Simply put, this allows you to get an estimate of where users within your site are currently located. The data obtained through this API can be extremely useful for marketing as it enables you to gain deep insights into how customers move through your location.
The Camera APIs are a suite of APIs built specifically for interacting with the Cisco Meraki MV products. Also called the MV Sense APIs, these can enable you to take more advantage of the data being collected by the cameras.
This API can be used to build more sophisticated analytics tools that can help you gain a better understanding of the data being collected by your cameras. The Camera APIs also enable you to design specific solutions into your Meraki camera using the power of computer vision and machine learning.
Although not exactly an API, webhooks work in a similar fashion and are often used for enhancing communication with your Cisco Meraki infrastructure. As an example, using this feature allows you to introduce webhooks for alerts pertaining to network statuses and configuration changes.
The tool can also be used to automate service ticketing and corrective actions and is a great asset to those looking to work more efficiently on Cisco Meraki.
When it comes to APIs, the only limit is your imagination! (Besides the availability of API touch points 😄).
Despite being miles ahead of the rest in the API game, Meraki has yet not made every single aspect of the dashboard accessible through APIs.
Don’t worry though, there’s still plenty you can do with what’s available! Let’s take a look at some of the common use cases we’ve seen for network automation.
Meraki does have a native bulk creation tool you can check out here. Unfortunately, the tool doesn’t enable you to deploy combined networks and isn’t too flexible, which means in many cases the native tool won’t be able to meet your needs – for instance, if you have more than one type of device on your network.
If you’d like to deploy multiple networks simultaneously, you can create a script that uses the Meraki dashboard API to help you with that.
If you want to push multiple configuration changes across multiple networks, there’s currently no easy way to do so on the Meraki dashboard.
You can use the Meraki templates, but it’s realistically unlikely that all your networks share the same configuration. Once you’ve bound a network to a template on Meraki, it doesn’t leave you with much flexibility for individual changes.
Fortunately, the Meraki dashboard API gives you a way to manage this. Through the APIs, you can change configurations across unique networks and push these changes at will.
The Meraki dashboard API can help you uplevel Meraki’s monitoring capabilities. For instance, the Meraki dashboard only allows you to see the devices and clients within each individual network.
What if you wanted to aggregate all the information from one (or multiple) orgs in the same place? The APIs are also there to help you, as they provide great benefits when it comes to troubleshooting.
The Meraki dashboard can be limited because it only allows you to search through MAC addresses, but you can use the APIs to parse through your networks using other information such as SSIDs or IP addresses.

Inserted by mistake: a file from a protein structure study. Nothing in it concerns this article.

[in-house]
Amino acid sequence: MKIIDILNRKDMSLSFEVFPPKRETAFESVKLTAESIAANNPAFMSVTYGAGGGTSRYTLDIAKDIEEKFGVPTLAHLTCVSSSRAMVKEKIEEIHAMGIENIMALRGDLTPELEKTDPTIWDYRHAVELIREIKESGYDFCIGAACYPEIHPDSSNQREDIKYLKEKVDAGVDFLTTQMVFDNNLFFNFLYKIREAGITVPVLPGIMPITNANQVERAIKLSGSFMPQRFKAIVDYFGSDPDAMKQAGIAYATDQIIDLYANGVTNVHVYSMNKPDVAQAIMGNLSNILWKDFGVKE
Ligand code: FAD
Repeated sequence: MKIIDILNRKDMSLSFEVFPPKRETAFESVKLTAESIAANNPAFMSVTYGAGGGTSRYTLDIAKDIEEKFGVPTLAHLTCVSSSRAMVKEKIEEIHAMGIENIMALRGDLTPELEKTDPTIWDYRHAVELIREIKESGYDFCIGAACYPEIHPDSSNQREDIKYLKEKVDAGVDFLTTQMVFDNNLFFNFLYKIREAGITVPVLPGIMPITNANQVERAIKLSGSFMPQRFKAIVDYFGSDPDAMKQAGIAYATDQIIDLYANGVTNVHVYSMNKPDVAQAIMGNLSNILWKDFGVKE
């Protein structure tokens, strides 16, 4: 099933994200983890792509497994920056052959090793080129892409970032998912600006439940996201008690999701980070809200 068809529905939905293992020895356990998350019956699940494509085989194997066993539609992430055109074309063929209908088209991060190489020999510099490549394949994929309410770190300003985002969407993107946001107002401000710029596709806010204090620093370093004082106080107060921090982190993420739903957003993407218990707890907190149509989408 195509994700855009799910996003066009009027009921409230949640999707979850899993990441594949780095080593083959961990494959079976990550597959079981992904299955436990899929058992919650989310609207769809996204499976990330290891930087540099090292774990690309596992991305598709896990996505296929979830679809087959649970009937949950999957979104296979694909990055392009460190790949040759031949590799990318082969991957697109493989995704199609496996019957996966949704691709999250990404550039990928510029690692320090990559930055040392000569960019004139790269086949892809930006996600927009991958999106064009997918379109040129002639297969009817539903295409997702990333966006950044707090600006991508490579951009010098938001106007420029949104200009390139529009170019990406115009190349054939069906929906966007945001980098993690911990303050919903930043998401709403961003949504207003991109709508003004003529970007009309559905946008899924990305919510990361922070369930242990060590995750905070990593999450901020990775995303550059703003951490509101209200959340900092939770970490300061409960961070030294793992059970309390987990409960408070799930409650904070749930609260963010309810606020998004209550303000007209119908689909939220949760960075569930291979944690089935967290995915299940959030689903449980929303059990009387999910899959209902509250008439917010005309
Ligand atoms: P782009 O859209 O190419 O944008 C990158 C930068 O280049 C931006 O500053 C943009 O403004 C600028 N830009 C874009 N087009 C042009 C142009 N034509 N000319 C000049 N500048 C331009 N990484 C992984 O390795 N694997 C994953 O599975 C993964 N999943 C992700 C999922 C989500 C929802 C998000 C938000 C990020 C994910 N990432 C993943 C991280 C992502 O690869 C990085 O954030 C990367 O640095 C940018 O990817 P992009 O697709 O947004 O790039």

And since we’re talking about troubleshooting, what if you could prevent some of those network incidents from ever even happening?
With the Meraki dashboard API, you can create systems to be notified whenever changes have been made to your networks that don’t comply with your defined golden rules. This allows you to stay ahead of the curve with greater network visibility!
To begin with the Cisco Meraki APIs, you must first have a Meraki dashboard account as that’s where it all begins. This dashboard is where you’ll be making your API calls to. So head over here to create or log in to your account.
Once you’ve set up your account or if you have one already active, you’ll need to enable APIs on your dashboard. To do so, simply go to the Organization tab and click on Settings. Here you’ll need to check the box that says Enable access to the Cisco Meraki Dashboard API.
Once you’ve enabled API access, you’ll need to get your API key. This is key as it lets Meraki know whose dashboard the API calls are communicating with.
To get your API key, click on your profile in the top right corner and head to My Profile. Once on this page, find and click the button that says Generate API Key to create your key. A pop-up will appear showing you the key that has just been created.
Many of those who came before you made the mistake of not saving their API key. Learn from their mistakes and be sure to store it in a safe place. You’ll be glad you did so later!
Although you can easily create a new key by coming back to this page, applications you create that were interacting with your dashboard will have to be reconfigured with the new key.
Certain API calls within Meraki can only be used with specific products. In order to use these calls, you’ll first need to claim the devices they can be used on. To do so, head over to the Organization tab and choose Inventory. Here you can claim your Cisco Meraki devices by entering their serial numbers, which can be found on the back of your device.